Selco’s Guide to Looting and Scavenging When the SHTF

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Author of The Dark Secrets of SHTF Survival and the online course SHTF Survival Boot Camp

Through the media, we have gotten a picture of scavengers, so there are movies and book about guys who ride motorcycles while wearing helmets with horns. These guys are looting and scavenging after the SHTF. And then, in this fantasy, there are good guys who do not do that, except maybe to get some interesting book or similar.

The interesting thing is the fact that guys who “scavenge” somehow through all those movie and book cliches are understood as bad guys and psychos. Through the news, we see folks who loot as a mindless mob who drag out big-screen plasma TVs while floods are coming.

It would be cool if we could try to form our opinion and adopt some knowledge and strategies without those images from above.

It is nearly impossible, but let’s try.

Let’s try to form our strategies about looting and scavenging through the following topics.

First, remember that curiosity killed the cat.

One of my favorite sayings is that “curiosity killed the cat” and I think I survived many times during my SHTF situation thanks to the fact that I kept it on my mind all the time.

We are living in the times where we simply we “want to see and understand”, or even better where we want to have that feeling of “amusement”, moments of excitements.

We read about how people get killed or injured just because they want to check how dangerous something is, or just because they wanted to have selfie photo in some dangerous place.

Horse playing has become our culture, and a lot of people do stupid things just because “it looks cool”.

A real SHTF event has much higher stakes, so you need to have the thought constantly in your mind that says: “Do I really need to do that?

If you do not need to do that then just simply do not do it.

Do not go out into riot just because it looks cool, do not lift objects from the debris just because it is shiny and weird, do not check abandoned house because you saw it happen in movies.

The examples are numerous, and it is a bit hard to transfer examples to your own settings, but once when SHTF please use the question, “do I really need to do that?” all the time and keep in mind that curiosity did kill the poor cat.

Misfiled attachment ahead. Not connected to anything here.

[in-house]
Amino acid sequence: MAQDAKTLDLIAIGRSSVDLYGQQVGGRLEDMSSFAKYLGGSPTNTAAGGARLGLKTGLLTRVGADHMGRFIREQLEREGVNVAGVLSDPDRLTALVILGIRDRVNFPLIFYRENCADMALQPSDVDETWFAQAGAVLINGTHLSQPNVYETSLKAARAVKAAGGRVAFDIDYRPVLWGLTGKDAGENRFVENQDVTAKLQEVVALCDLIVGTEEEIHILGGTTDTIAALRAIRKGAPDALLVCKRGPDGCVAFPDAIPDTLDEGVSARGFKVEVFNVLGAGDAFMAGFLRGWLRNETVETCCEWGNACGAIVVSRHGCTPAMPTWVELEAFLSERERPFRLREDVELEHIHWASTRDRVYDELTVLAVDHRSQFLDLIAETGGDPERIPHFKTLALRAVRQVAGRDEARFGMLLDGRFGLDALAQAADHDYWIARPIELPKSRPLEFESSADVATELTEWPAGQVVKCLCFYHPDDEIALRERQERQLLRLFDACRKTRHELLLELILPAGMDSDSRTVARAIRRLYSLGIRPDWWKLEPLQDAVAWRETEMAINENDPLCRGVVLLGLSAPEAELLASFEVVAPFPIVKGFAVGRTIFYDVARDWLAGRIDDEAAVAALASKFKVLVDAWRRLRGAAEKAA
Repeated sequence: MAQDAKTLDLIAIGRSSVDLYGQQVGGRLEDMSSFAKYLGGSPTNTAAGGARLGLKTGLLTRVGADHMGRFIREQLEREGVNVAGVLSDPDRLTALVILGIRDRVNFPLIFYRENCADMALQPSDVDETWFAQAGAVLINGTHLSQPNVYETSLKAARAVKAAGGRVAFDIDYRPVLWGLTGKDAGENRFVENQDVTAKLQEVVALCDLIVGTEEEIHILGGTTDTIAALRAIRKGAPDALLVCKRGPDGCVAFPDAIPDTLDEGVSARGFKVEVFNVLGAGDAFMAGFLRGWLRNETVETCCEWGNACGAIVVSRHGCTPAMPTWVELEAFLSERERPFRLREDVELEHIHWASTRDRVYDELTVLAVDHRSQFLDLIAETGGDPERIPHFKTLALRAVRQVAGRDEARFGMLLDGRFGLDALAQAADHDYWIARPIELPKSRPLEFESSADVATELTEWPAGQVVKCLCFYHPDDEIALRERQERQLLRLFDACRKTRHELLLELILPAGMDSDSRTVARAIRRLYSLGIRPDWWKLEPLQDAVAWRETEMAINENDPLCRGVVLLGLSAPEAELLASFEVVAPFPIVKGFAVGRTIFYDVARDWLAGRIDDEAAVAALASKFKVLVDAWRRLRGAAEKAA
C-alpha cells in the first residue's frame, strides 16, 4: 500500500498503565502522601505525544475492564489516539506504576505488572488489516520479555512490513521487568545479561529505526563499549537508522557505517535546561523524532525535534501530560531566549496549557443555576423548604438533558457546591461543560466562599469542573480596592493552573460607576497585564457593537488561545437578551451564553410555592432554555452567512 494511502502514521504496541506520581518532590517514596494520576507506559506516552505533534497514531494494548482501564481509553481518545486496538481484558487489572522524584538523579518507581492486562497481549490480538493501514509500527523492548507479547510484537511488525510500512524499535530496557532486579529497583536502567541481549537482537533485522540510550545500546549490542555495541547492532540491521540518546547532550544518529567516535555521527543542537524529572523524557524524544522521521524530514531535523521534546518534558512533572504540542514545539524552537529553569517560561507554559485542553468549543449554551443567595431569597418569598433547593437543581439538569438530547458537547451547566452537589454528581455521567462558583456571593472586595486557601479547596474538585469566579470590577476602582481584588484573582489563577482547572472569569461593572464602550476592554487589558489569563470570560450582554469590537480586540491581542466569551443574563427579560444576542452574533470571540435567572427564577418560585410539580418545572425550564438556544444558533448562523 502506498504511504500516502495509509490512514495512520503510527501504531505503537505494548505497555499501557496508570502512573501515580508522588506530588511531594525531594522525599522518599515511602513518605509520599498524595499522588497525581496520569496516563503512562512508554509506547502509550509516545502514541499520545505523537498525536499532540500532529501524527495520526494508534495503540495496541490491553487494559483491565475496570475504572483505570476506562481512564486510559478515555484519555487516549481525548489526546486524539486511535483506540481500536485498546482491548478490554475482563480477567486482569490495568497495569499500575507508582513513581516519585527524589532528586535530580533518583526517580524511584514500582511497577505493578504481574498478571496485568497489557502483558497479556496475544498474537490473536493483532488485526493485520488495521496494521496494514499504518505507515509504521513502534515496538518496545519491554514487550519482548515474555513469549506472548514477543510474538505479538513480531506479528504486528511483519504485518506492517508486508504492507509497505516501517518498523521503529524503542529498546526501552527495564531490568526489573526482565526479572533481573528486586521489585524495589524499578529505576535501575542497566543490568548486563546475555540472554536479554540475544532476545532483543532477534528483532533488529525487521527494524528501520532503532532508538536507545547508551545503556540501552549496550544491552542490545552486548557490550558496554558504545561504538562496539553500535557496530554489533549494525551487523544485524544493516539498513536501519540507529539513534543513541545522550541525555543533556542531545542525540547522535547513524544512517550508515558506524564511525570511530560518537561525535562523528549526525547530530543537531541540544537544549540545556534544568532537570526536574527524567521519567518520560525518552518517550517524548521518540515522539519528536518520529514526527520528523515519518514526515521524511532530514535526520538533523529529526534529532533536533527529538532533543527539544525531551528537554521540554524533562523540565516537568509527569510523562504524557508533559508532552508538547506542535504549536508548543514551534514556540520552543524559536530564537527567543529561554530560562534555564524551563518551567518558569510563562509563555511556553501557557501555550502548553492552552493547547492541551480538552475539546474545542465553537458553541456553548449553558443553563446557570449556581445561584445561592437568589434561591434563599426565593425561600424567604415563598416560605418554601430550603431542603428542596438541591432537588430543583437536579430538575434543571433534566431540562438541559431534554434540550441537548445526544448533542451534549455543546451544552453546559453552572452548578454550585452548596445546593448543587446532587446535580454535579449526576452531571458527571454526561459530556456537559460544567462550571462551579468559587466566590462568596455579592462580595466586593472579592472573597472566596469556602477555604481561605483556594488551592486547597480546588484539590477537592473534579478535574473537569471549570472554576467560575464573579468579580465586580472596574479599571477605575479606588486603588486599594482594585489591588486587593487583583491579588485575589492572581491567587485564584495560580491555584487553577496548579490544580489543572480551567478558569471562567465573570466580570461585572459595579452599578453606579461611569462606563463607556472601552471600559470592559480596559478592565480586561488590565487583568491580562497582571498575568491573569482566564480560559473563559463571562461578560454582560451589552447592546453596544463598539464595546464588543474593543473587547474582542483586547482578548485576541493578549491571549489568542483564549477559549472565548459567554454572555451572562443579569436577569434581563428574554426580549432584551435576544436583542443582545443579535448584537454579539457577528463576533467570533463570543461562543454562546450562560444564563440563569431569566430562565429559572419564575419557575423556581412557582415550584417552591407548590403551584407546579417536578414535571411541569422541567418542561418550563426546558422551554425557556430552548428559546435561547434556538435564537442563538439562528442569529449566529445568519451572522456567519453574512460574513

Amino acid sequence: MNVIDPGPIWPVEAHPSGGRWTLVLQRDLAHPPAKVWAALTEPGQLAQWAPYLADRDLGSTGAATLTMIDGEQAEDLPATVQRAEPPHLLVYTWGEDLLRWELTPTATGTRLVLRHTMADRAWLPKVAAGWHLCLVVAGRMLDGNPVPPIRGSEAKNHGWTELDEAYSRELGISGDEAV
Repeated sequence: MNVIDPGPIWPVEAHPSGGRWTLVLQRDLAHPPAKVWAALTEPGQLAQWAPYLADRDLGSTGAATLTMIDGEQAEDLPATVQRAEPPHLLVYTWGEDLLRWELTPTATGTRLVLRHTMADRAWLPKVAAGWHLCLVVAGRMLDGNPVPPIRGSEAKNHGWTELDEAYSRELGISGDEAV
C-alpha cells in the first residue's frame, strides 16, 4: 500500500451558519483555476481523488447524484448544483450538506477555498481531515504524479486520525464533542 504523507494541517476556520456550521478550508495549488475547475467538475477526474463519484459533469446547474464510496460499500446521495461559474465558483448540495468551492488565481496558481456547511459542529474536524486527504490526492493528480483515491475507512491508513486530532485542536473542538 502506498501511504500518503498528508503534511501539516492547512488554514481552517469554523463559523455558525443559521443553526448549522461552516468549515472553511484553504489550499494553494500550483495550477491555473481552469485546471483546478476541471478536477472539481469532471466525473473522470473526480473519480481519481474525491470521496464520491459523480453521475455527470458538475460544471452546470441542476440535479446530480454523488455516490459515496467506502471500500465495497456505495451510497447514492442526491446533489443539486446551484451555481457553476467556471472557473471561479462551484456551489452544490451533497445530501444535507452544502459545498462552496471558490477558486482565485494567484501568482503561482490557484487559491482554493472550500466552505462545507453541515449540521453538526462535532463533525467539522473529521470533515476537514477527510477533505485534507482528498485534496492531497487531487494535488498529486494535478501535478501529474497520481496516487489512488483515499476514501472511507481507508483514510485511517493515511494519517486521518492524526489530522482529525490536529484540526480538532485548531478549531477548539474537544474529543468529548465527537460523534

And yes, that goes along with looting and scavenging.

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Yes, looting and scavenging is a part of prepping and survival.

Prepping at its core is about having enough items to overcome some hard disruption in the system around us.

There is nothing wrong with that if we are talking about shorter SHTF events like a temporary collapsing of law and order and system from events like storms, electricity failure, rioting, etc.

But if we are talking about a really prolonged absence of the system, then we should include more actions in our prepping. We should have more plans to solve some problems.

One of those actions is looting or scavenging.

Based on the event (or kind of SHTF) that you will experience you need to understand what kind of level of SHTF is happening around you. How hard did it go?

Based on that information., you have to switch your mentality to a new level. You will have to adopt a new set of rules.

It sounds metaphysical but it is very simple.

It means that if there is no more system, which means there is no more law and order and especially that there is no more distribution of goods, maybe now you need to adapt to the new reality that going into the mall to take food is no longer stealing. It is simply obtaining the goods.

It is a decision that each one of you has to make while again, keeping in mind that curiosity kills the cat.

Looting 101

I am talking here mainly about looting. This includes taking goods from stores, malls, and similar.

Do you have to loot?

The answer is that I do not have clue, and it is completely up to you and the event that is happening around you.

  • How well you are prepped
  • How big your storage is
  • How long the event is gonna last
  • How dangerous it is
  • What your personal opinions about looting are

All that comes into the equation.

I know from my personal experience that I did not loot enough. In other words, I was not smart enough to loot enough while there was time for that, simply because I did not understand there were new rules and how big the event was.

What should you loot?

Now I can give you some suggestion on WHAT to loot if you decide to loot. And no, I am sorry but it is not gonna be in the form of “100 items that you need to loot”.

It is not gonna be because of two reasons:

  1. You are a prepper probably so it is insulting if you do not know what items are important for survival when SHTF
  2. The list of needed items is way too long

There is a big advantage here, thanks to our modern society. You should, as a prepper and survivalist, go and loot items that most people around you who are looting will not be interested in.

While other people look for money from cash registers, TVs or stereos, or whatever is popular to loot at that moment, you will look for batteries, tools, lamps, lighters, stove fuels, matches, tarps, canned food, and seeds.

I mentioned this often: when SHTF happens here, there is a small parking machine right next to my building, and it is operated on small coins. When I see people trashing it in order to take coins from it, I’ll run there to take the small solar panel that sits on top of it and the battery from it while they are looking for money.